Street prostitution move
The option of moving prostitutes on from south Auckland hotspots like Papatoetoe and Manurewa shifted a step closer last week.
Parliament voted 105-15 to send the Manukau City Council (Control of Street Prostitution) Bill to a select committee, which will consider submissions on the issue.
The bill would enable prostitutes to be moved out of residential areas.
Street prostitution is a legal activity.
Stories of people disturbed by the noise and drinking associated with prostitution, along with threats of violence, have been reported to the Manukau Courier.
Otara-Papatoetoe Local Board chairman John McCracken says MPs are finally listening to residents' concerns.
"It's not trying to have a blanket ban across Auckland.
"All we're trying to do is protect those areas' residents and businesses where they are causing such a huge problem in the community."
Moving prostitutes to commercial areas would cause less disruption for residents, he says.
"They're such a transient group, you might have success with one or two but others come and take their place and you're back to square one."
Manurewa Local Board chairman Daniel Newman says he supports the bill but a more brave response would be to amend the Prostitution Reform Act, outlawing street prostitution altogether.
"Such a move would apply to every community in New Zealand, not just Northcrest and Hunters Corner."
Other measures also need to be put in place to complement any legislation passed, including help with health, housing and welfare, Mr Newman says.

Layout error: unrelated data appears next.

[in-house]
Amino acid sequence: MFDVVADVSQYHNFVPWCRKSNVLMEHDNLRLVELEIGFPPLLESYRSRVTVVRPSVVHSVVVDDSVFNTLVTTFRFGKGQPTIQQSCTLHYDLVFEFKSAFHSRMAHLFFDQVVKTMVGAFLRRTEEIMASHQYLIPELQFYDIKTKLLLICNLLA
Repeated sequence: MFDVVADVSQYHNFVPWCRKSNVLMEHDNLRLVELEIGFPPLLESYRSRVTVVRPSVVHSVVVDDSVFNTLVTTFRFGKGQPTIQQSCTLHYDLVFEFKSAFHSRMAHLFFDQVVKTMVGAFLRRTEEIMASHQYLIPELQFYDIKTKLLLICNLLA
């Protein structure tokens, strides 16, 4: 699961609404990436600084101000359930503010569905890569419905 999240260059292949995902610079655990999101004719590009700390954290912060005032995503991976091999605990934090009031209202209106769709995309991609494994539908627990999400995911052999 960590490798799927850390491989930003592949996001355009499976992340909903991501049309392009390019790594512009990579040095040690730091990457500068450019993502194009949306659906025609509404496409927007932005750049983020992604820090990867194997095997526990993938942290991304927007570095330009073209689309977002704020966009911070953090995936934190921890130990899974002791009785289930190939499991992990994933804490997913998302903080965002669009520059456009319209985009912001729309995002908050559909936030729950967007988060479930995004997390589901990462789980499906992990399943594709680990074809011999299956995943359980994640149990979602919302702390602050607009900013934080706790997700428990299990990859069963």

Prostitutes Collective Auckland manager Annah Pickering told the Manukau Courier last month street-based prostitution stems from bylaws preventing them from working from home.
She says south Auckland communities need to work together to solve problems that arise from prostitution.
Manukau East Labour MP Ross Robertson has welcomed the move to the select committee and says he sees the issue as a planning one.
"I want it made clear that councils can enact bylaws to specify areas where street prostitution is not allowed," he says.
"The original bill, designed to allow the council to make bylaws prohibiting the business of prostitution or commercial sexual services in specified public places in Manukau city, has been with the select committee since September 2010, during which time the Manukau City Council has been taken over by the Auckland Council.
"It was necessary for a supplementary order paper to be presented, changing the promoter of the bill. A number of submissions have been received, and the committee will consider them, along with the supplementary order paper."
The select committee is due to report to the House by July 31.